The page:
Impact Events

Saturday, November 19, 2016

Impact events, proposed as causes of mass extinction, are when the planet is struck by a comet or meteor large enough to create a huge shock wave felt around the globe. Widespread dust and debris rain down, disrupting the climate and causing extinction on a global, rather than local, scale. The demise of the dinosaurs at the end of the Cretaceous has been linked to an impact that left a crater in the seabed off the Yucatan peninsula of Mexico. Impacts have also been blamed for other mass extinctions, but the timing and links between cause and effect for these is still debated by scientists.

Chicxulub crater

The Chicxulub crater is an impact crater buried underneath the Yucatán Peninsula in Mexico. Its center is located near the town of Chicxulub, after which the crater is named. It was formed by a large asteroid or comet at least 10 kilometres (6 miles) in diameter, the Chicxulub impactor, striking the Earth. The date of the impact coincides precisely with the Cretaceous–Paleogene boundary (K–Pg boundary), around 66 million years ago, and a widely accepted theory is that worldwide climate disruption from the event was the cause of the Cretaceous–Paleogene extinction event, a mass extinction in which 75% of plant and animal species on Earth suddenly became extinct, including the dinosaurs. The crater is more than 180 kilometers (110 miles) in diameter and 20 km (12 mi) in depth, well into the continental crust of the region of about 10–30 km depth. It makes the feature the third of the largest confirmed impact structures on Earth.

Location of Chicxulub crater, Mexico

The crater was discovered by Antonio Camargo and Glen Penfield, geophysicists who had been looking for petroleum in the Yucatán during the late 1970s. Penfield was initially unable to obtain evidence that the geological feature was a crater and gave up his search. Later, through contact with Alan Hildebrand in 1990, Penfield obtained samples that suggested it was an impact feature. Evidence for the impact origin of the crater includes shocked quartz, a gravity anomaly, and tektites in surrounding areas.

In 2016, a scientific drilling project drilled deep into the peak ring of the impact crater, hundreds of meters below the current sea floor, to obtain rock core samples from the impact itself. The discoveries were widely seen as confirming current theories related to both the crater impact and its effects.

Imaging from NASA's Shuttle Radar Topography Mission STS-99 reveals part of the 180 km (110 mi) diameter ring of the crater. The numerous cenotes (sinkholes) clustered around the trough of the crater suggest a prehistoric oceanic basin in the depression left by the impact.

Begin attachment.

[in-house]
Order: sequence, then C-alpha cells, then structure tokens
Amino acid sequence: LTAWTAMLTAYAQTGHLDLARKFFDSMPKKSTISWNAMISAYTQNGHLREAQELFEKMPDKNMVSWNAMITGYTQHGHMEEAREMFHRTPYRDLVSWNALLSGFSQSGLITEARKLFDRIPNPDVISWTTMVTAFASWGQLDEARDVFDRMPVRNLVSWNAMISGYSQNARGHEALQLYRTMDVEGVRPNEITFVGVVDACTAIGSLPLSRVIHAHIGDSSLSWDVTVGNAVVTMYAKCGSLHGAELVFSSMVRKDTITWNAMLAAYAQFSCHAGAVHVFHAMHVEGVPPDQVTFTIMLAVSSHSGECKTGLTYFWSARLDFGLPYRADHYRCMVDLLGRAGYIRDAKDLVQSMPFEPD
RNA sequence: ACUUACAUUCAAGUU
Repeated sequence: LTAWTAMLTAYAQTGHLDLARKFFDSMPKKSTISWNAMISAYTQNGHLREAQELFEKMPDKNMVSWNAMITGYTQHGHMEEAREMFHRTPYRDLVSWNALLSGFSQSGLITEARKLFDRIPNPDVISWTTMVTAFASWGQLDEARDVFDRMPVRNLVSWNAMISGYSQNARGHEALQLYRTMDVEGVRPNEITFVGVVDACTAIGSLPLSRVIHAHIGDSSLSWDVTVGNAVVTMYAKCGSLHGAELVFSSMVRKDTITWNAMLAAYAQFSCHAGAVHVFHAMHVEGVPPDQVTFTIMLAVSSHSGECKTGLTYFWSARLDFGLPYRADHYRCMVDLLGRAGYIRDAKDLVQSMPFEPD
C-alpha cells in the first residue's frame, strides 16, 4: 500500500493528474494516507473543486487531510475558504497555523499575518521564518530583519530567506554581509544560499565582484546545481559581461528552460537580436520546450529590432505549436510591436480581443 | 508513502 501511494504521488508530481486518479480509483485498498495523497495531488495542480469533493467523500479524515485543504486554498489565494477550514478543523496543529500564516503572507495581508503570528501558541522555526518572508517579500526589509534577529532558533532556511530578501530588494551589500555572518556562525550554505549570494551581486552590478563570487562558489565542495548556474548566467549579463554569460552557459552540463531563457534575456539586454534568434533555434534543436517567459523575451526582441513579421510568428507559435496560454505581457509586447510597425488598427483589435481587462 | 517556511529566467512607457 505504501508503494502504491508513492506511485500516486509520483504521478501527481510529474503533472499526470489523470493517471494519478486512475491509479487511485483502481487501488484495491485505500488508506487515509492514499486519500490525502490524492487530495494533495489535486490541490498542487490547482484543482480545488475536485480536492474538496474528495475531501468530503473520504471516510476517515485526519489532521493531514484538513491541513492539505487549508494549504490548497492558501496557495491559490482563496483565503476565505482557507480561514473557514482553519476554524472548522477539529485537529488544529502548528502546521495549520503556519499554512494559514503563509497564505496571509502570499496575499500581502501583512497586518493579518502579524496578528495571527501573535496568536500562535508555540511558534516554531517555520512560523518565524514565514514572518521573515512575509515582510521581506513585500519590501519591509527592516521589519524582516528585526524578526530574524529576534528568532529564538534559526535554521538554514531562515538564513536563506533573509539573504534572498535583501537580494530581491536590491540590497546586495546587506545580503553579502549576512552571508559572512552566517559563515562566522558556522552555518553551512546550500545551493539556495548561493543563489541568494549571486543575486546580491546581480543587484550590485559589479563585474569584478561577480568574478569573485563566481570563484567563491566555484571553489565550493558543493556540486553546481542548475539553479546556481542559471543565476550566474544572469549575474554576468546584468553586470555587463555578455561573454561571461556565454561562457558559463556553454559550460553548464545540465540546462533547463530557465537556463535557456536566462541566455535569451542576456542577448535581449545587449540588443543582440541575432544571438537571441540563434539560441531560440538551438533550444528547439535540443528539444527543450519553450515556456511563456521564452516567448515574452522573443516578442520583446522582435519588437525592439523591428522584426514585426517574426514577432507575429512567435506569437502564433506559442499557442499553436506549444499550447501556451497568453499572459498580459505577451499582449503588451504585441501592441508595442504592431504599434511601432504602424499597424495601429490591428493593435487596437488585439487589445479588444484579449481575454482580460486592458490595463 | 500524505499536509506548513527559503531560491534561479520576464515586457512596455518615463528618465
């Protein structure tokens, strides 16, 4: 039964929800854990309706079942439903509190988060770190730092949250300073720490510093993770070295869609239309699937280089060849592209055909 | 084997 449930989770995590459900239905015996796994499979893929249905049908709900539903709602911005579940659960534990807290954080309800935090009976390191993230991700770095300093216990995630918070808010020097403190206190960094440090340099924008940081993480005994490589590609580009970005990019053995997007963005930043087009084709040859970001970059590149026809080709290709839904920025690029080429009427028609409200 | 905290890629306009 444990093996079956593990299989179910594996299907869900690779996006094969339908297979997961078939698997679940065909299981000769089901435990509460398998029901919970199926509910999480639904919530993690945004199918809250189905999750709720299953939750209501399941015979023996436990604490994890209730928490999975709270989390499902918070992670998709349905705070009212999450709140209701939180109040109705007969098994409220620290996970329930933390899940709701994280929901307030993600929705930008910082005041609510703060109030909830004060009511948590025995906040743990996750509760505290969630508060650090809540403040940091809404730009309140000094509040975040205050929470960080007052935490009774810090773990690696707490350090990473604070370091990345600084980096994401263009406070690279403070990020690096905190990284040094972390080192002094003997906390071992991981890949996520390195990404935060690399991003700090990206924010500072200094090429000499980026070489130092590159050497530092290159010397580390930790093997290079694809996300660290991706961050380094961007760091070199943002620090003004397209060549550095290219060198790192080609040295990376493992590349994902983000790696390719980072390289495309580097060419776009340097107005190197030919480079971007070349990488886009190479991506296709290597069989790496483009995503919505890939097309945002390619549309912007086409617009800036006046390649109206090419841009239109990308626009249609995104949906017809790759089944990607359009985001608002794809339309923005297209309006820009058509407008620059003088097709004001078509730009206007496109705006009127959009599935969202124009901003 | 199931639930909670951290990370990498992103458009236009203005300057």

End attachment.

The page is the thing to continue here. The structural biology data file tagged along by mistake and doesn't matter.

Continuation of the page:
In 1978, geophysicists Glen Penfield and Antonio Camargo were working for the Mexican state-owned oil company Petróleos Mexicanos, or Pemex, as part of an airborne magnetic survey of the Gulf of Mexico north of the Yucatán Peninsula. Penfield's job was to use geophysical data to scout possible locations for oil drilling. In the offshore magnetic data, Penfield noted anomalies whose depth he estimated, and mapped. He then obtained onshore gravity data from the 1940s. According to Penfield, "The old data showed a large concentric set of onshore gravity anomalies. When I laid it next to my No. 2 pencil mapping of the offshore magnetic anomalies, the fit was perfect: a shallow, 180-kilometer diameter gravity-magnetic bullseye on the almost non-magnetic, uniform carbonate background of the Yucatan platform! We recognized the crater as the likely Cretaceous-Paleogene boundary event." A decade earlier, the same map suggested an impact feature to contractor Robert Baltosser, but he was forbidden to publicize his conclusion by Pemex corporate policy of the time.

Researchers at the University of Glasgow dated tektite samples from the impact as 66,038,000 ± 11,000 years old.

The Chicxulub impactor had an estimated diameter of 11–81 kilometers (6.8–50.3 mi), and delivered an estimated energy of 21–921 billion Hiroshima A-bombs. For comparison, this is ~100 million times the energy released by the Tsar Bomba, a thermonuclear device ("H-bomb") that remains the most powerful man-made explosive ever detonated, which released 210 petajoules or 50 megatons TNT). The impact created a hole 100 kilometers (62 mi) wide and 30 kilometers (19 mi) deep, leaving a crater mainly under the sea and covered by 600 meters (2,000 ft) of sediment by the 21st century.

Gravity anomaly map of the Chicxulub impact area. The coastline is shown as a white line. A series of concentric features reveals the location of the crater. White dots represent cenotes (water-filled sinkholes). A ring of cenotes is associated with the largest semicircular feature, although its exact origin remains unclear.